Joe Robach and the Senate passed legislation recently to prevent the tragic injuries and deaths that can occur due to hazing at colleges, universities and other education settings. The bill (S.1937) would help cut down on hazing by strengthening a college or university’s enforcement authority and increasing awareness of the consequences of hazing, underage drinking, and illegal drug use.
In spite of good faith efforts on the part of institutions of higher education to implement policies and procedures to combat hazing, problems continue and show no signs of decreasing. Last month, SUNY Binghamton halted all pledging activity on campus due to an alarming number of serious hazing complaints, and in November, a member of Florida A&M’s marching band was beaten to death during a hazing ritual. Parents, administrators and trustees have become increasingly concerned about the safety of their children and students on campus.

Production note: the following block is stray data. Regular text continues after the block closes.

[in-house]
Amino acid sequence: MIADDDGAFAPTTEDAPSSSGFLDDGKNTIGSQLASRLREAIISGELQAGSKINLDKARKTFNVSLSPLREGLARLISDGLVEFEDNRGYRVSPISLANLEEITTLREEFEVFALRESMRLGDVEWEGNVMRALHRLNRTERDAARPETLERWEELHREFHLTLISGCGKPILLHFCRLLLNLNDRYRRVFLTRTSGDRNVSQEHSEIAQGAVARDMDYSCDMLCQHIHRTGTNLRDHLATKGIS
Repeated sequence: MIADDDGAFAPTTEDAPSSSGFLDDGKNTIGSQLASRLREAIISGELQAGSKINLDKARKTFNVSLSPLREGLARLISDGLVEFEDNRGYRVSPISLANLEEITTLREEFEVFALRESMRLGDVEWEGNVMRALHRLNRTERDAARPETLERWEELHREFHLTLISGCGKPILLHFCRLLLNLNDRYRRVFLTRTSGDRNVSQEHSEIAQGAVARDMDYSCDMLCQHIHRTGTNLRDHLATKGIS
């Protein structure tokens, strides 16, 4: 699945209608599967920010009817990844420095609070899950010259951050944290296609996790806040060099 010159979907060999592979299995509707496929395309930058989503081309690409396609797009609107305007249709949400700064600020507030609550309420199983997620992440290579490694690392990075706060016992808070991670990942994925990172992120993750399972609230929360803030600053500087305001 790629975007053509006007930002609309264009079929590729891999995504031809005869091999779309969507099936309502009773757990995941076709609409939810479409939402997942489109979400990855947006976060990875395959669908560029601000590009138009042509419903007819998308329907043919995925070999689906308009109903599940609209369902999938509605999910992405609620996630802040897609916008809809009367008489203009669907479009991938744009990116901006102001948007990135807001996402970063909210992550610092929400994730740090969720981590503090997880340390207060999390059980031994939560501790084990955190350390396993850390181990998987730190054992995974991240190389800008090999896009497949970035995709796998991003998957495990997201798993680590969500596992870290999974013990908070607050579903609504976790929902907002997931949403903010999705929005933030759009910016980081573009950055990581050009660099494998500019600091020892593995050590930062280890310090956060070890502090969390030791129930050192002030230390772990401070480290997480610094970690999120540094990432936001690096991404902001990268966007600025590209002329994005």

This legislation, supported by Joe Robach – a member on the Senate’s Education Committee, would build upon existing criminal laws against hazing, underage drinking and illegal drug use to deter such activities by requiring colleges and universities to implement more serious consequences and disciplinary charges for offenders. The bill:
- Requires colleges to adopt rules prohibiting hazing, underage drinking and illegal drug use and establish penalties for non-compliance;
- Expands authority of colleges to regulate conduct by college and student government organizations and clubs, athletic teams and clubs, alumni organizations, fraternities, sororities, and any other organization that has access to and use of the college facilities;
- Requires colleges to educate the campus community on bias-related crime, hazing, underage drinking and illegal drug use; and Requires colleges to inform incoming students of and to train residence hall staff in the prohibitions against hazing, underage drinking and illegal drug use.
The bill will be sent to the Assembly for consideration. For more information about this or any other education initiative, contact the office of Joe Robach.